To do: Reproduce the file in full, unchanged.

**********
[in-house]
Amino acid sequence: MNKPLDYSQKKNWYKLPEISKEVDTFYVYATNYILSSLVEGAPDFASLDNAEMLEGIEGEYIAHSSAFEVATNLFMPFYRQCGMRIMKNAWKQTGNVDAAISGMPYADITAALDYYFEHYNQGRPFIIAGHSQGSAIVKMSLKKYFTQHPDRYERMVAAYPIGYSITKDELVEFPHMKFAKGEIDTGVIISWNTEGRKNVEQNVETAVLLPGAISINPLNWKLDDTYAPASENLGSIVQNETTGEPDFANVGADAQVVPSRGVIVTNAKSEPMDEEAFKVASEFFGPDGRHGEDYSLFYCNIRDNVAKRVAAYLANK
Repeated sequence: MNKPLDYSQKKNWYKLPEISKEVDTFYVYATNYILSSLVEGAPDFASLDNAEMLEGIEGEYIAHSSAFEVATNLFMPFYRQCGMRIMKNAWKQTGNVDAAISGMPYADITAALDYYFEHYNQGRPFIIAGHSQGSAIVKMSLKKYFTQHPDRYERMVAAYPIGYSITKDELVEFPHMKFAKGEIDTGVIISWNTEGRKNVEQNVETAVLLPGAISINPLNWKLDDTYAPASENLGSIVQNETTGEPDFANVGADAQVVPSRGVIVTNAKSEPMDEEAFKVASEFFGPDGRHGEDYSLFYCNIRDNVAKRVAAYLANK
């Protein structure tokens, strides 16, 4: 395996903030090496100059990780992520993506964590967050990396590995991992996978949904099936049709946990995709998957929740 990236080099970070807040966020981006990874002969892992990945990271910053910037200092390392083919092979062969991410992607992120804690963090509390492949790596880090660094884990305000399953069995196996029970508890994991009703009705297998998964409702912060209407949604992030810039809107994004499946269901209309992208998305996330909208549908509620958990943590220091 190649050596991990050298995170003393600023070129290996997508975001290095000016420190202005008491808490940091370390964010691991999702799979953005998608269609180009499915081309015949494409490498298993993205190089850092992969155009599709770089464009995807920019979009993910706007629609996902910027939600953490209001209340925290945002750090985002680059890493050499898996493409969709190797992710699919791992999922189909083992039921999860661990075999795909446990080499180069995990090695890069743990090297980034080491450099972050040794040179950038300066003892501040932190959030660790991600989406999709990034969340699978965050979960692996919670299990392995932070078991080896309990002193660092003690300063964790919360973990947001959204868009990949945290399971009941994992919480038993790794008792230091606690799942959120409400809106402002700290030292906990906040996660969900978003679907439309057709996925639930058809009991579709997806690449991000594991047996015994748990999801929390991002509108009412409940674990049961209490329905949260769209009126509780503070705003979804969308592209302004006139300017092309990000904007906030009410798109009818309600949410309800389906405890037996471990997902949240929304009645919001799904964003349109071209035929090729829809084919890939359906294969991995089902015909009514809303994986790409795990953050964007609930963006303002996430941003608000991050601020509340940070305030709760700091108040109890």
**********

[in-house]
Amino acid sequence: MNKPLDYSQKKNWYKLPEISKEVDTFYVYATNYILSSLVEGAPDFASLDNAEMLEGIEGEYIAHSSAFEVATNLFMPFYRQCGMRIMKNAWKQTGNVDAAISGMPYADITAALDYYFEHYNQGRPFIIAGHSQGSAIVKMSLKKYFTQHPDRYERMVAAYPIGYSITKDELVEFPHMKFAKGEIDTGVIISWNTEGRKNVEQNVETAVLLPGAISINPLNWKLDDTYAPASENLGSIVQNETTGEPDFANVGADAQVVPSRGVIVTNAKSEPMDEEAFKVASEFFGPDGRHGEDYSLFYCNIRDNVAKRVAAYLANK
Repeated sequence: MNKPLDYSQKKNWYKLPEISKEVDTFYVYATNYILSSLVEGAPDFASLDNAEMLEGIEGEYIAHSSAFEVATNLFMPFYRQCGMRIMKNAWKQTGNVDAAISGMPYADITAALDYYFEHYNQGRPFIIAGHSQGSAIVKMSLKKYFTQHPDRYERMVAAYPIGYSITKDELVEFPHMKFAKGEIDTGVIISWNTEGRKNVEQNVETAVLLPGAISINPLNWKLDDTYAPASENLGSIVQNETTGEPDFANVGADAQVVPSRGVIVTNAKSEPMDEEAFKVASEFFGPDGRHGEDYSLFYCNIRDNVAKRVAAYLANK
């Protein structure tokens, strides 16, 4: 395996903030090496100059990780992520993506964590967050990396590995991992996978949904099936049709946990995709998957929740 990236080099970070807040966020981006990874002969892992990945990271910053910037200092390392083919092979062969991410992607992120804690963090509390492949790596880090660094884990305000399953069995196996029970508890994991009703009705297998998964409702912060209407949604992030810039809107994004499946269901209309992208998305996330909208549908509620958990943590220091 190649050596991990050298995170003393600023070129290996997508975001290095000016420190202005008491808490940091370390964010691991999702799979953005998608269609180009499915081309015949494409490498298993993205190089850092992969155009599709770089464009995807920019979009993910706007629609996902910027939600953490209001209340925290945002750090985002680059890493050499898996493409969709190797992710699919791992999922189909083992039921999860661990075999795909446990080499180069995990090695890069743990090297980034080491450099972050040794040179950038300066003892501040932190959030660790991600989406999709990034969340699978965050979960692996919670299990392995932070078991080896309990002193660092003690300063964790919360973990947001959204868009990949945290399971009941994992919480038993790794008792230091606690799942959120409400809106402002700290030292906990906040996660969900978003679907439309057709996925639930058809009991579709997806690449991000594991047996015994748990999801929390991002509108009412409940674990049961209490329905949260769209009126509780503070705003979804969308592209302004006139300017092309990000904007906030009410798109009818309600949410309800389906405890037996471990997902949240929304009645919001799904964003349109071209035929090729829809084919890939359906294969991995089902015909009514809303994986790409795990953050964007609930963006303002996430941003608000991050601020509340940070305030709760700091108040109890």